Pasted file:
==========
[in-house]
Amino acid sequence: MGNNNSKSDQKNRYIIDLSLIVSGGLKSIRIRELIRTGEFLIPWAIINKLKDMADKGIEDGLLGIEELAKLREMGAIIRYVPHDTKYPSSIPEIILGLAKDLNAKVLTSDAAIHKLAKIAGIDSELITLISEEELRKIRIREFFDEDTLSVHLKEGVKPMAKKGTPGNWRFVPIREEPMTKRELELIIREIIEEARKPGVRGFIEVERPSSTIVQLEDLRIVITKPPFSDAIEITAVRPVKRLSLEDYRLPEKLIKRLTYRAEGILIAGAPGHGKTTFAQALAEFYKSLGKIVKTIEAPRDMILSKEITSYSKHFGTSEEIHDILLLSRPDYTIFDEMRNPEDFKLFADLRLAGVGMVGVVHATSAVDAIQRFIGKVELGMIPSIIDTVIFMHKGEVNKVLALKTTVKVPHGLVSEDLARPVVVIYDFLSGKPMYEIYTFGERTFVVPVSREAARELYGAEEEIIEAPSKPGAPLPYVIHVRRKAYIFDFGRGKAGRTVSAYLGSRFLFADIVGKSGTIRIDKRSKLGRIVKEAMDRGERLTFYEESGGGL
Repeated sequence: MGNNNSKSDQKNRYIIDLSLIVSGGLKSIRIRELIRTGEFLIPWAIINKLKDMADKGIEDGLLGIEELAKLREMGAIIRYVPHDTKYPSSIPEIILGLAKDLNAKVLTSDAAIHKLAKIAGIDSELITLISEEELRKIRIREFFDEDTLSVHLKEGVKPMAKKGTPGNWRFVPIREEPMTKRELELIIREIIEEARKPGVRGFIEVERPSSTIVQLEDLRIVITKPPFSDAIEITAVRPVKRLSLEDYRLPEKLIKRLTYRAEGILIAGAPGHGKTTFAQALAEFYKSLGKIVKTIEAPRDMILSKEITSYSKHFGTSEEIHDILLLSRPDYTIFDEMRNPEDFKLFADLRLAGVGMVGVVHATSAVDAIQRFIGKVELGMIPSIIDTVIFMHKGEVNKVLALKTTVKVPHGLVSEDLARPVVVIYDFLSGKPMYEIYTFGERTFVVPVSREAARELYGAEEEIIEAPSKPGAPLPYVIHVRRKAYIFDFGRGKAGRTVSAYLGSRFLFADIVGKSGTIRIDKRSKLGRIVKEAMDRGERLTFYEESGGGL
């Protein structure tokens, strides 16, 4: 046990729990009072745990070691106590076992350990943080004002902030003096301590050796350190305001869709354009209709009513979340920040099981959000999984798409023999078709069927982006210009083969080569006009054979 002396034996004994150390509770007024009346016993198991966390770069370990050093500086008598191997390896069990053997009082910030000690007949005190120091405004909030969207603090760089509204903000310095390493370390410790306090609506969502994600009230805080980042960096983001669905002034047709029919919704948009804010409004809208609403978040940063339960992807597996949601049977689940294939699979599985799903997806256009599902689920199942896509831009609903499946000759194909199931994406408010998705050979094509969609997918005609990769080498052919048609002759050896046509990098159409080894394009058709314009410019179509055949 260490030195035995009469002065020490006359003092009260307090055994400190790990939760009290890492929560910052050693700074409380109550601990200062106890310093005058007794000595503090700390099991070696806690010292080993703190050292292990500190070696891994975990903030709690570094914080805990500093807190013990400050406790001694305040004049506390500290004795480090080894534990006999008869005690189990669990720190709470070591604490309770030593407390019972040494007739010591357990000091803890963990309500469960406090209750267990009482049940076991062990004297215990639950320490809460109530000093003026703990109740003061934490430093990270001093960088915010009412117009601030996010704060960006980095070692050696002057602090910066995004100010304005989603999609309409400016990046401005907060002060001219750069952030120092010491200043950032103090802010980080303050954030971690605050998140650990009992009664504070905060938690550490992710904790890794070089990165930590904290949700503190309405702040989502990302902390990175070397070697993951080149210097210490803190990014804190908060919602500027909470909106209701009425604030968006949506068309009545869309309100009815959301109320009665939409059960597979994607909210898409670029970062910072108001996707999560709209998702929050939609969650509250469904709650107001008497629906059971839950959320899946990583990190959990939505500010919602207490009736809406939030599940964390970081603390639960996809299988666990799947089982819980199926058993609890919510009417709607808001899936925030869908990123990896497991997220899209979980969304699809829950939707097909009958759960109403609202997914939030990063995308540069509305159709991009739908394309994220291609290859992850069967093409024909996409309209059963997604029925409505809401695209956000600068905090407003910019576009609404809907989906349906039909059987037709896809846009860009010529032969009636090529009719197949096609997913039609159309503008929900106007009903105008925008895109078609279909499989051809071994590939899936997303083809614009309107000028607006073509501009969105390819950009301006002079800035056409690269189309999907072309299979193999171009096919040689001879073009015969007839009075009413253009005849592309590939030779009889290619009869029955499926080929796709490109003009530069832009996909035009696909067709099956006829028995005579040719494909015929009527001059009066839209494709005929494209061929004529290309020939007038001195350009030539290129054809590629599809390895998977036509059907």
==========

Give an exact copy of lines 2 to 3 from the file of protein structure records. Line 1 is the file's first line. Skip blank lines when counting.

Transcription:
Amino acid sequence: MGNNNSKSDQKNRYIIDLSLIVSGGLKSIRIRELIRTGEFLIPWAIINKLKDMADKGIEDGLLGIEELAKLREMGAIIRYVPHDTKYPSSIPEIILGLAKDLNAKVLTSDAAIHKLAKIAGIDSELITLISEEELRKIRIREFFDEDTLSVHLKEGVKPMAKKGTPGNWRFVPIREEPMTKRELELIIREIIEEARKPGVRGFIEVERPSSTIVQLEDLRIVITKPPFSDAIEITAVRPVKRLSLEDYRLPEKLIKRLTYRAEGILIAGAPGHGKTTFAQALAEFYKSLGKIVKTIEAPRDMILSKEITSYSKHFGTSEEIHDILLLSRPDYTIFDEMRNPEDFKLFADLRLAGVGMVGVVHATSAVDAIQRFIGKVELGMIPSIIDTVIFMHKGEVNKVLALKTTVKVPHGLVSEDLARPVVVIYDFLSGKPMYEIYTFGERTFVVPVSREAARELYGAEEEIIEAPSKPGAPLPYVIHVRRKAYIFDFGRGKAGRTVSAYLGSRFLFADIVGKSGTIRIDKRSKLGRIVKEAMDRGERLTFYEESGGGL
Repeated sequence: MGNNNSKSDQKNRYIIDLSLIVSGGLKSIRIRELIRTGEFLIPWAIINKLKDMADKGIEDGLLGIEELAKLREMGAIIRYVPHDTKYPSSIPEIILGLAKDLNAKVLTSDAAIHKLAKIAGIDSELITLISEEELRKIRIREFFDEDTLSVHLKEGVKPMAKKGTPGNWRFVPIREEPMTKRELELIIREIIEEARKPGVRGFIEVERPSSTIVQLEDLRIVITKPPFSDAIEITAVRPVKRLSLEDYRLPEKLIKRLTYRAEGILIAGAPGHGKTTFAQALAEFYKSLGKIVKTIEAPRDMILSKEITSYSKHFGTSEEIHDILLLSRPDYTIFDEMRNPEDFKLFADLRLAGVGMVGVVHATSAVDAIQRFIGKVELGMIPSIIDTVIFMHKGEVNKVLALKTTVKVPHGLVSEDLARPVVVIYDFLSGKPMYEIYTFGERTFVVPVSREAARELYGAEEEIIEAPSKPGAPLPYVIHVRRKAYIFDFGRGKAGRTVSAYLGSRFLFADIVGKSGTIRIDKRSKLGRIVKEAMDRGERLTFYEESGGGL